Last night I dreamt I went to Southfork again. It’s no secret that I have always been a sucker for soap operas. In my mind, soaps solve the biggest problem of fiction and of life, they don’t end. In a soap opera, nothing is ever permanent, even death.
When Dallas started I was ten years old and home most Friday nights. This was in the days before VCRs, let alone DVRs (actually, other people may have had VCRs or Betamaxs, but my family did not). If you weren’t home for a show, you didn’t watch it. I lived for Friday nights and Dallas. In those times, a twelve or thirteen year old could not only stay home alone, but actually babysit for other children. So, in the next few years on Friday nights, I babysat and watched Dallas, on Saturday nights I went to Bar/Bat Mitzvah parties and on Sundays I went to Cotillion (yes, really).
I got older and started dating and when I didn’t have a date on a Friday night, there was Dallas still waiting for me. It was nice to curl up on the hammock chair in my family room and revisit the old homestead. No matter how long it had been since I last watched, no matter what had happened to me at school, there was JR, still scheming.
But my favorite memories of Dallas watching are from my Freshman year of college. Channel 41 showed reruns every night at midnight. My roommate, his boyfriend Mark, and I lay on the floor of our under-furnished living room eating M&Ms, snorting poppers, smoking cigarettes, and watching as Charlene Tilton grew from perky teenager to full-fledged scheming Ewing in record time.
It’s hard to explain the way we lived then. We thought we were adults with an apartment and jobs, but we were only teenagers, Mark was still in high school and I wasn’t even 18. Back then, people weren’t so serious about things like carding and we easily went to bars and bought beer with our groceries. We paid the rent (usually) and went to classes in the morning (usually). We had a huge apartment with no furniture decorated in life-sized posters of Madonna and Humphrey Bogart. We lived on Ramen noodles and tuna and a special occasion dish we called “Golden Pasta.” But when we were sick of that we went to the country club and drank Arnie Palmers and ate Crab Louie and put it on my roommate’s parents’ account.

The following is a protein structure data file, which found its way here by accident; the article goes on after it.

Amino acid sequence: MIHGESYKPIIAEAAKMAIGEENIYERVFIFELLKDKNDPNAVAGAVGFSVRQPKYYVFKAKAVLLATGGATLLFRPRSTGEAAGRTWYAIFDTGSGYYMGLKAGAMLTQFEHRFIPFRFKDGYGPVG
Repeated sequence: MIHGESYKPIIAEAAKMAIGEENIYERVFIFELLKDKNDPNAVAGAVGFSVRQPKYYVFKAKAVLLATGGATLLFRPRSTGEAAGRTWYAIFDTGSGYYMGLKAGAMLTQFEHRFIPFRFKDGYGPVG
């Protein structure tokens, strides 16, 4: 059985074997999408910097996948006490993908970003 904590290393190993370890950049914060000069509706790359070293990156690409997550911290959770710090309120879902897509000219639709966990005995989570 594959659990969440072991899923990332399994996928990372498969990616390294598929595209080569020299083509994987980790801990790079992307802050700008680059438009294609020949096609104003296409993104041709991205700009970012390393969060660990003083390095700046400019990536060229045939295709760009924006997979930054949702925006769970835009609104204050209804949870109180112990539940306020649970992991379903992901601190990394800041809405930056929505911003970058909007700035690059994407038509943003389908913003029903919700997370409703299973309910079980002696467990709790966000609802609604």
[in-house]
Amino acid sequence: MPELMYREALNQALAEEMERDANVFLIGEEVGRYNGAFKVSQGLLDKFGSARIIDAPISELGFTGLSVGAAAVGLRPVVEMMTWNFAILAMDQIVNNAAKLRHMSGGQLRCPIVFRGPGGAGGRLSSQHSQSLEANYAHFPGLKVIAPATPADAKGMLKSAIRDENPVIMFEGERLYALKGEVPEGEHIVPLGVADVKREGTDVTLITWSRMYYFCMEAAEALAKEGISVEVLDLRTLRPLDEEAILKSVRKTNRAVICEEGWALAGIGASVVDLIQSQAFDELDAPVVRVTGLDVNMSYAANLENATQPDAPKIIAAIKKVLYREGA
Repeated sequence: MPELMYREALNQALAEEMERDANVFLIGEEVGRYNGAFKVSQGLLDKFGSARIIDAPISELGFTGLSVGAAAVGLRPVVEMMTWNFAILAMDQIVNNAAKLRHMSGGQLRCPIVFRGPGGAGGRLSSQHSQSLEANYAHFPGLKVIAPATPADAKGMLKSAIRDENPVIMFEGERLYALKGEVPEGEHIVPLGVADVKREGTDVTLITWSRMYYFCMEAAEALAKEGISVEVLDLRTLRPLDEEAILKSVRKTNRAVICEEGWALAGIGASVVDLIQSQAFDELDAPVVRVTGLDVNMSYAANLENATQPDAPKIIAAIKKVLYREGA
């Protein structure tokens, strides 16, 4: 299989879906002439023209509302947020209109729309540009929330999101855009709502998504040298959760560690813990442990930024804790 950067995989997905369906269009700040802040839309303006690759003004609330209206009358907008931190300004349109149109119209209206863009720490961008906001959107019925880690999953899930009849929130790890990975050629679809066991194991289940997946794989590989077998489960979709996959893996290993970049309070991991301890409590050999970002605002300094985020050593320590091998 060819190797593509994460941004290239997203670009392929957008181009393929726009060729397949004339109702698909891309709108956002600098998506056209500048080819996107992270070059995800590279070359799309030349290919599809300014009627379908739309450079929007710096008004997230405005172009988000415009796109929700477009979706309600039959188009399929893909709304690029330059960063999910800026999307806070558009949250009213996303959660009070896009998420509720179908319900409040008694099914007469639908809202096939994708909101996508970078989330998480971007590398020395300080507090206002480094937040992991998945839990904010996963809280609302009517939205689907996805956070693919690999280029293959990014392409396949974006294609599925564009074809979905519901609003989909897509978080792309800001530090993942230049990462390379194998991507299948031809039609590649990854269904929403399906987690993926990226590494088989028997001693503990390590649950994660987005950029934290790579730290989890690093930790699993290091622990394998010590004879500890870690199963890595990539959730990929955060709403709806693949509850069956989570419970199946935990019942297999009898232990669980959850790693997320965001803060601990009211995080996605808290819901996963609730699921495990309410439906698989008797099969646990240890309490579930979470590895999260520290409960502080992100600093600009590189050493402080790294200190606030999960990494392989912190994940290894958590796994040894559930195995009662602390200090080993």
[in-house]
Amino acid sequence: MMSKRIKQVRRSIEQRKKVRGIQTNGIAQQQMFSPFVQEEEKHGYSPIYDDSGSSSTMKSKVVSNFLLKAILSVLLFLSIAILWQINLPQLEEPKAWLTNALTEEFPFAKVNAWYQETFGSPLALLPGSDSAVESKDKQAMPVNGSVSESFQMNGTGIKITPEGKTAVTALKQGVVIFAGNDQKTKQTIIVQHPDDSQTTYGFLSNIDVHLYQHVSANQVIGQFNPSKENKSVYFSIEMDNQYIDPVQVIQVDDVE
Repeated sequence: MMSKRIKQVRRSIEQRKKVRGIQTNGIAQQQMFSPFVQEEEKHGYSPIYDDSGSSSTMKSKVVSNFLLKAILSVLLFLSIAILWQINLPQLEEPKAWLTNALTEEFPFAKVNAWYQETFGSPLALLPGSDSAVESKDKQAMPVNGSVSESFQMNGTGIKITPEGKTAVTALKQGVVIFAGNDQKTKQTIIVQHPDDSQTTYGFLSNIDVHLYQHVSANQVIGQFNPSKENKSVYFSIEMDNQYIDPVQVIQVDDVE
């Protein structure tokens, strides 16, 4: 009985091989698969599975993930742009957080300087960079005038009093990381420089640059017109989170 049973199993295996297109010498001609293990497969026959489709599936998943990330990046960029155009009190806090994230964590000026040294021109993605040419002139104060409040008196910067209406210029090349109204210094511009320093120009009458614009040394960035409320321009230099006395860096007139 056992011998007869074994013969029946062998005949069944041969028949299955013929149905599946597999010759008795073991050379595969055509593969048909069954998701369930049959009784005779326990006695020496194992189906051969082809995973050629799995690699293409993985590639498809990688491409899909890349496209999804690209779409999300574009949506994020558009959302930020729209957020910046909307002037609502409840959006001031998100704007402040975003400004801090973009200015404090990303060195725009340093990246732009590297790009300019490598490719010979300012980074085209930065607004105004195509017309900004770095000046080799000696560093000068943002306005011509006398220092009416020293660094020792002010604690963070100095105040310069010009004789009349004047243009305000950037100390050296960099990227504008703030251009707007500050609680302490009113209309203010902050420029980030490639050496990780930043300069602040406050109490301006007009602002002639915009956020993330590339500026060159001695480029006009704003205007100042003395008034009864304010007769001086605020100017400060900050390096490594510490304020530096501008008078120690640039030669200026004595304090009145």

Our friends lived behind us and we moved easily between the two apartments as if downtown Louisville were our own college dorm. As though the people who lived there for real, not because they were hip and having fun, had nothing better to do at 2 a.m. then listen to our music. We had our own dramas, break ups, betrayals, and pregnancy scares and we danced. My god how we danced, every night in the apartment and every weekend in clubs. Somehow the hyper-sped-up unreality of nightly viewings of Dallas fit perfectly with the fantasy land we lived in.
Then, we really did grow up.
Mark died of AIDS almost twenty years ago now. My roommate is a lawyer who dances only when tipsy. I did not move to Paris or write a novel. I live in the suburbs. I go to Zumba class instead of dancing. It’s not that I’m unhappy with real life, but I do sometimes miss being young and careless and not really understanding what real life is all about. And I miss the dancing, my god how I miss the dancing.
So last night, with my husband out of town and my children asleep, I recorded Dallas on my DVR. I sat with some M&Ms and watched as JR returned to scheming and calling people “darling.” Because that’s the thing about soap operas, in the world of soap operas nothing is permanent and nothing is ever over, nothing is ever real and no matter what else has happened, you can always go home.